Underneath my yellow skin

Tag Archives: David Galindo

A potpourri of personal opinions

free to be me!
My ridiculous big hat and my ridiculous big frostbite hammer.

I beat those four goddamn days in Cook, Serve, Delicious! 3?! The ones I was moaning about in last week’s post. Two of them turned out to be not so difficult once I fiddled and cheesed in a different way than I normally would. The last two, however, gave me much agita. I’ve talked before about how there’s a thin line between ‘hard, but fair’ and flat-out ridiculous. Because I’m a FromSoft fan (and we’ll get to them more later), I know all about difficult. That’s pretty much all many people want to talk about when discussing their games. To me, it’s the least-interesting aspect of the games. Yes, they’re difficult. And what? Funnily, I was watching Dan Tack from Game Informer talk about them, and he’s probably one of the biggest FromSoft fans in the business. He even thinks Dark Souls II is a brilliant game. He has stated more than once that he doesn’t enjoy talking about the difficulty of the games, and he leans firmly in the ‘hard, but fair’ camp. Anyway, they were talking about the difficulty (because you have to when it comes to FromSoft games), and Tack mentioned that he felt the last boss of Sekiro was ridiculous. Later, Andrew Reiner asked him if he thought it was too much. He hemmed and hawed, but in the end, he said it was.

That was the first time I’d ever heard him say anything in any FromSoft game was too much. I happened to agree with him, but that wouldn’t be the only boss in that game I thought was OTT. Interestingly enough, it was also his least-favorite FromSoft game while Bloodborne is his favorite. He said it was because you’re restricted in how you can play the game, which is true. There is no RPG element; you play as a set character; you have the same katana throughout the game. No new armor, either. You’re Sekiro, and you’ll like it. It’s one of the reasons I don’t like the game as much, either, but I feel Bloodborne is similar. Yes, there are different ways you can play, but it’s still more limited than in the Souls series.

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Cook, Serve, Delicious! 3?!–just as addictive as ever

The food of my people returns!

One of my fondest gaming memories is 100%ing the original Cook, Serve, Delicious!* even though I don’t care about achievements at all.  I’ve explained before that my OCD traits mean that I went for perfect days no matter what in the first game and gold medals in the second. It’s carried over into the third game, Cook, Serve, Delicious! 3?!, which is what this post is about. It’s the third in the series, all done by one guy, David Galindo, also known by his Twitter name, chubigans. The game is in Early Access, but it’s already polished and very playable.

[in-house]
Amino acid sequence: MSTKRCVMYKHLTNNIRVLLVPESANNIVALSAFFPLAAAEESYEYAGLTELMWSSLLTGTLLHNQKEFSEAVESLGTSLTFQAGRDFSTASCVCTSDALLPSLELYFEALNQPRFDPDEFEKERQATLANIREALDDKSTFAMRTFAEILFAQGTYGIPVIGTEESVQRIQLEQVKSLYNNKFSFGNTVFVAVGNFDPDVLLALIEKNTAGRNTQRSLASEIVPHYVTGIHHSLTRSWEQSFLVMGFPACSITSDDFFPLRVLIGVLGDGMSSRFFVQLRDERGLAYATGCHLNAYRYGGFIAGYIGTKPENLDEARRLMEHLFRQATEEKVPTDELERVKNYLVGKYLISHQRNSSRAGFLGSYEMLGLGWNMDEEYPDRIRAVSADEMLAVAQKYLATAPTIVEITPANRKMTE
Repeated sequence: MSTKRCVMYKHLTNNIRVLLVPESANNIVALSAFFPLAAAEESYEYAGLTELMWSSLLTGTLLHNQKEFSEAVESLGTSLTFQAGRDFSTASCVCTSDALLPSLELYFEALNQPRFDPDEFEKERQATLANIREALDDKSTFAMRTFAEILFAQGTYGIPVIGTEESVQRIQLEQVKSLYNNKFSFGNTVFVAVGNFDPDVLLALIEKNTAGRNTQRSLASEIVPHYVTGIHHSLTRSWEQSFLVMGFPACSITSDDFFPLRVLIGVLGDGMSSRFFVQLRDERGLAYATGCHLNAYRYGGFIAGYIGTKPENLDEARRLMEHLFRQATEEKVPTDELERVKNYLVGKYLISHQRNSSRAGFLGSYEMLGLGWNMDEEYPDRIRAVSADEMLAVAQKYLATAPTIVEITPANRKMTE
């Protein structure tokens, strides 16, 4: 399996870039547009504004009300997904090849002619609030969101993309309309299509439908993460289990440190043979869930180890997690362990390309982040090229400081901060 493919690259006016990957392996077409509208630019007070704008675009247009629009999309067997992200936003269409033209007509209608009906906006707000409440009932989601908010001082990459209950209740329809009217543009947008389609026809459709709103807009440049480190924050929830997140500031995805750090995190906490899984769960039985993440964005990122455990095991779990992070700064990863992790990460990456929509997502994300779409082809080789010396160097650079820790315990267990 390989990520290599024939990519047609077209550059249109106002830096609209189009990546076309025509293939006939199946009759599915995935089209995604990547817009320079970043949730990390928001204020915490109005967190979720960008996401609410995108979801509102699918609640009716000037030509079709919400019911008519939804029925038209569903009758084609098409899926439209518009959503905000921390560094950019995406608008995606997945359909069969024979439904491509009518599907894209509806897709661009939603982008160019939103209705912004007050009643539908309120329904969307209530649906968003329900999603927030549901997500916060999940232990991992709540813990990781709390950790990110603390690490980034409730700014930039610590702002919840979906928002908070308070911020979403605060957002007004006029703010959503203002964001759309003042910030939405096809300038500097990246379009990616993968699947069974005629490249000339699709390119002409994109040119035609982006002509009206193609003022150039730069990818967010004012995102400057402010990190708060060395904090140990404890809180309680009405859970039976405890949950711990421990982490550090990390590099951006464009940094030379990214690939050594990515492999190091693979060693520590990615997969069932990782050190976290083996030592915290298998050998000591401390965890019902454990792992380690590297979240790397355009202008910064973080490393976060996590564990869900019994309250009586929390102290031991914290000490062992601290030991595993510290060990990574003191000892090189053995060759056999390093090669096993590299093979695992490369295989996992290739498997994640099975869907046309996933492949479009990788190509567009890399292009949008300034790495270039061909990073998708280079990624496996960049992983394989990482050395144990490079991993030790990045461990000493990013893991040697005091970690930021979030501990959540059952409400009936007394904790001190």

I’ve been playing it for a week, and I just can’t put it down. In the beginning, I played one or two days at a time because that was all I could handle. As I got back in the groove of the frantic keyboard pounding, I found myself chanting the letters over and over. For example, cannoli. I use it a lot because it’s a 4-point dish (out of 5), and I did it plenty of times in the last game. In the holding sta–

Ok. Let me back up. The last game introduced the idea of Holding Stations at the top of the screen where you can prep dishes ahead of time so they’re ready to go when customers arrive. You make them in bulk, so it saves on having to make them individually. Some of them require additional steps when the customer comes. Take, for example, hamburgers (another 4-point dish). You cook the meat (M) ahead of time in the Holding Station, then when the customer comes, you have to doctor the burger to their taste. It’s not uncommon to hear me chant, “M, M, B, C, S, R,” and sometimes I’ll add a, “SEND” at the end of it. I don’t think I could play this game in front of other people because it would be really disturbing to them. Not disturbing as in horrifying, but as in literally disturbing.

When I first tried the Holding Stations in the last game, I was against it because it was just one more thing to have to deal with. Now, however, I don’t know how I ever lived without them. It’s a godsend to be able to fill five or six orders at once rather than each individually, and then just have to fill it out once when they’re all gone.

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